Why the Biomedical 'Crisis' Really Isn't


Biomedical researchers argue that they're being starved for funding. But the problems are largely of their own making

The nation's biomedical research enterprise is in a serious crisis, says a new report from America's top universities. Because of shortfalls in funding from the National Institutes of Health (NIH), only 20% of the projects submitted for funding are being supported. Researchers are spending more time writing grants than doing science. Brilliant young investigators are leaving science in frustration. And the historic U.S. lead in biotech is threatened, said Dr. Edward Miller, chief executive officer of Johns Hopkins Medicine and dean of the university's School of Medicine, at a Mar. 19 Senate briefing on the new report. "It is a disaster," he says.

The problem—and the pain—are real. "Very, very productive scientists are doing no research. They are spending all of their time trying to get their labs funded again," says Dr. Robert Siliciano, professor at Hopkins' School of Medicine.

But the truth is that the wound is largely self-inflicted, a classic case of good intentions gone awry. And the whole tale raises difficult questions about the relative importance of federally funded biomedical research compared to all the other demands on the taxpayers' purse.

To understand why, flash back 10 years. Science had begun to uncover some of the deepest mysteries of biology, understanding how genes work and how diseases arose as glitches in the molecular machinery. Biotech and pharmaceutical companies, from Amgen (AMGN) and Novartis (NVS) to Genentech (DNA), were turning these discoveries into new treatments and cures. Boost federal funding for research, argued scientists, patient groups, and supporters in Congress such as Senator Tom Harkin (D-Iowa), and the result would be an unprecedented flowering of science and medicine.

The Dollars Roll In

The powerful biomedical lobby got its wish. Between 1998 and 2003, Congress doubled the NIH budget, upping it from $13 billion to a staggering $26 billion. Since then, it has risen even further, to $28 billion. "The last 10 years saw a tremendous buildup in scientific capacity," says Dr. Eric Kandel, Nobel Laureate at Columbia University.

So what's the problem? It's not the actual size of the NIH budget. Rather, it has been the sudden shift from the five-year doubling, between 1998 and 2003, to the four years since of barely keeping pace with inflation. What happened during the boom times is that universities built scores of gleaming new labs, anticipating that double-digit increases would never end. Those labs needed ever more dollars to keep running. Meanwhile, the NIH funded thousands of long-term projects. Now that the budget has flattened, the scientific enterprise has a voracious appetite for funding that can't be satisfied. And with a lot of this year's money already tied up in grants, there is little for new projects. "The doubling built the momentum. Then the momentum came crashing to a halt," says Ira Mellman, of the Yale University School of Medicine.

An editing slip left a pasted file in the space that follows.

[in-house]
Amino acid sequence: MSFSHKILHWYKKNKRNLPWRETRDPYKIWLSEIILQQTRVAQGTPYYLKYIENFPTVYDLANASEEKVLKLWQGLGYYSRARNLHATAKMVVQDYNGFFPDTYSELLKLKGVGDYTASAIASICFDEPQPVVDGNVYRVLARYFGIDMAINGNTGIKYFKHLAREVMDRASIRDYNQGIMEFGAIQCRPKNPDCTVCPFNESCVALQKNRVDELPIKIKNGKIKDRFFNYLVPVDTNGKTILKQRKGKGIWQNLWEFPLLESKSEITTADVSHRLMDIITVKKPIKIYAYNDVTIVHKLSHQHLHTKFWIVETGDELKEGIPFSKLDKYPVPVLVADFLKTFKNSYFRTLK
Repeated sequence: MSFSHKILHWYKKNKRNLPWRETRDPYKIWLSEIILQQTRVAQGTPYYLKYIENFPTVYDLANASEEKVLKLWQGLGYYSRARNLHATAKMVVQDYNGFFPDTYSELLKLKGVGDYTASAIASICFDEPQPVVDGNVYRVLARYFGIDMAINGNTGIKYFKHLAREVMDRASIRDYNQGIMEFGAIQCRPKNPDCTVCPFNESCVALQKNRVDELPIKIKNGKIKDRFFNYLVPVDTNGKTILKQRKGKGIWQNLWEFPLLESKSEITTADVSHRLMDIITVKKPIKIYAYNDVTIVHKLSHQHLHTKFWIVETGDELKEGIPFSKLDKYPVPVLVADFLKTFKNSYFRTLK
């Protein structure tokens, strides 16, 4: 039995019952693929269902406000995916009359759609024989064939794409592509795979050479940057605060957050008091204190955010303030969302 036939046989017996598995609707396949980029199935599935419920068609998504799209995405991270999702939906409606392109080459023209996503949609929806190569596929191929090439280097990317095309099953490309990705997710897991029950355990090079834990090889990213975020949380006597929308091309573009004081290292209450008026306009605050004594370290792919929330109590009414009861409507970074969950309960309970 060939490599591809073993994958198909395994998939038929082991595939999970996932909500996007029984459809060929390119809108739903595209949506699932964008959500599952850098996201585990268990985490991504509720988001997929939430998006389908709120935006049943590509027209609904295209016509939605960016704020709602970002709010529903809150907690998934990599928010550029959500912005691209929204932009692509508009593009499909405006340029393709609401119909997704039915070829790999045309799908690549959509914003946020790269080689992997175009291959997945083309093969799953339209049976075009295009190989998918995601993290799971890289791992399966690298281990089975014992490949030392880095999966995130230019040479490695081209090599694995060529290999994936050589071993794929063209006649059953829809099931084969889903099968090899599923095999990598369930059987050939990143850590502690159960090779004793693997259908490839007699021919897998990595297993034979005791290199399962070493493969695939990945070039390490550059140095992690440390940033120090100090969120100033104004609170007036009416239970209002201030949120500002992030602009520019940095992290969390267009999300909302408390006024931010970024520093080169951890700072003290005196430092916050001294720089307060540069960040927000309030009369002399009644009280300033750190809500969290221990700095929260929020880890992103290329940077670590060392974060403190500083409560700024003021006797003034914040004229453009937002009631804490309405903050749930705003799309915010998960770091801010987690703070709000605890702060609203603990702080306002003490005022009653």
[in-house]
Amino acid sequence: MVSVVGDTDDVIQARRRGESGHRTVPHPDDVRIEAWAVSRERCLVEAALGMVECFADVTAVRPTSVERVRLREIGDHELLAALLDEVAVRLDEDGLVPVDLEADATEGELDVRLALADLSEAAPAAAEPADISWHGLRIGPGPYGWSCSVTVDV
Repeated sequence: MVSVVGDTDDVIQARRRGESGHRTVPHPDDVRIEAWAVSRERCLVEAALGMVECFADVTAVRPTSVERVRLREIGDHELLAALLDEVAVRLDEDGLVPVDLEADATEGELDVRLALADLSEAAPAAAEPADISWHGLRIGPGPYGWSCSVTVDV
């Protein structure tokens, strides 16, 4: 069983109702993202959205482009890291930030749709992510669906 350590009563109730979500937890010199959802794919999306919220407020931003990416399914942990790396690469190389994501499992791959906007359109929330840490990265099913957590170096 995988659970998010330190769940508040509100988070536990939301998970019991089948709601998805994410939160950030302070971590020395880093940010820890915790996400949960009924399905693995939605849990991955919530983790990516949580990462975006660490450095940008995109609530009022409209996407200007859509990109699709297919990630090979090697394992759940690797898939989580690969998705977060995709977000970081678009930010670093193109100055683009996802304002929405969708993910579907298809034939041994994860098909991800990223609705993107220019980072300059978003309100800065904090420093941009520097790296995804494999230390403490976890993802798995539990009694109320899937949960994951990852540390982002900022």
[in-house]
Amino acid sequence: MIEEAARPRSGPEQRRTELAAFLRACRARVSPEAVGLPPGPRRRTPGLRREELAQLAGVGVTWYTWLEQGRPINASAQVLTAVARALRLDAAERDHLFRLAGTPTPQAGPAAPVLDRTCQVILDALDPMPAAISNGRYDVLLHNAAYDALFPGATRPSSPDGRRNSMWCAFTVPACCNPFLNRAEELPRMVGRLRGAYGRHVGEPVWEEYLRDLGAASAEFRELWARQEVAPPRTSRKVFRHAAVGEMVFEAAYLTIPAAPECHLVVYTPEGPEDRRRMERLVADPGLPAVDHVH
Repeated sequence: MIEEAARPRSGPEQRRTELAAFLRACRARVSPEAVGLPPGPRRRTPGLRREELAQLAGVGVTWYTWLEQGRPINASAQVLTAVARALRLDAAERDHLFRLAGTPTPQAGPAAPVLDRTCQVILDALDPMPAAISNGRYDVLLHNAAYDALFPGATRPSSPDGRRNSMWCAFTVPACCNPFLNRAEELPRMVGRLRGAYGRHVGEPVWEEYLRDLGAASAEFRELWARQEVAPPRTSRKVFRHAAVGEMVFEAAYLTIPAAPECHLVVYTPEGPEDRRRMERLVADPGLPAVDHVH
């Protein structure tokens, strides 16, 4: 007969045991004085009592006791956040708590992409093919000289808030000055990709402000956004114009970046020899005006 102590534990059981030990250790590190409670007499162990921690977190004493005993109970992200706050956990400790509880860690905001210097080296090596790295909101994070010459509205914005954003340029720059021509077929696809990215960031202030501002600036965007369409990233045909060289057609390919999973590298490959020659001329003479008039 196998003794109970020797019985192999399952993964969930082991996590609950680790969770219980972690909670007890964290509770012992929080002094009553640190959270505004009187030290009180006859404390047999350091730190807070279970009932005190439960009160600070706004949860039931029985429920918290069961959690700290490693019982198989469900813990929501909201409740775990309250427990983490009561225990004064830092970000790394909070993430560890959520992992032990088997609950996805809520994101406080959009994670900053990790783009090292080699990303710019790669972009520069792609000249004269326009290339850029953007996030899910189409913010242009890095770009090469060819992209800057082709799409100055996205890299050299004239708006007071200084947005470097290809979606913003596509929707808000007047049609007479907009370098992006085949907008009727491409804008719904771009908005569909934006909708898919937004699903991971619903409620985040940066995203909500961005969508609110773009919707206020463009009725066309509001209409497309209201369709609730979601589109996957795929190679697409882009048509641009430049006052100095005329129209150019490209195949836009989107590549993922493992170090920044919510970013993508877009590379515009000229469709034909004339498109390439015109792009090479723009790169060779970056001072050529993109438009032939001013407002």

Scientists, who fear that new knowledge and treatments are being delayed, feel betrayed by the federal government. "NIH had a compact with us," says Hopkins' Miller. "They said, 'If you build facilities, we will support them.'" Now, with flat funding, "this contract we had with NIH is broken," Miller complains. Put simply, even though NIH is spending $28 billion a year, there are too many scientists chasing those dollars. "The doubling brought in a cohort of research 'baby boomers,'" explains Dr. Lee Riley of the University of California, Berkeley. "These new investigators suddenly have to compete heavily against each other and against senior investigators for grants. Many of them are leaving. This is a crisis for the research community."

Overbuilt Capacity

But it's a crisis that didn't have to happen. The big problem, says Kevin Casey, senior director of federal and state relations at Harvard University, is that instead of gradual increases in funding, there was a boom, then a relative bust. Instead of the five-year doubling followed by flat funding, "there are people who hold that a steady 10% growth would have been better," admits Hopkins' Miller. That way, universities wouldn't have rushed so much to cash in on the unprecedented largesse, and wouldn't have overbuilt their research capacity for today's dollars.

The larger question, though, is what the levels of funding should be. For scientists, who truly believe they are on the cusp of astonishing medical advances, almost nothing is too great. "How much does it take?" asks Joan Brugge, chair of the department of cell biology at Harvard Medical School. "It takes as much as we can give it."

With an unlimited federal budget, scientists might get their wish. The fact is that biomedical research has been singled out for unprecedented boosts in funding. The physical sciences and other promising areas have had essentially flat funding for a decade, while biomedical funding more than doubled. So instead of complaining about a crisis that is largely of its own making, the biomedical research establishment might try to make better use of the money it does have, eliminating redundancies and pruning more of the less productive research.

Carey is a senior correspondent for BusinessWeek in Washington.

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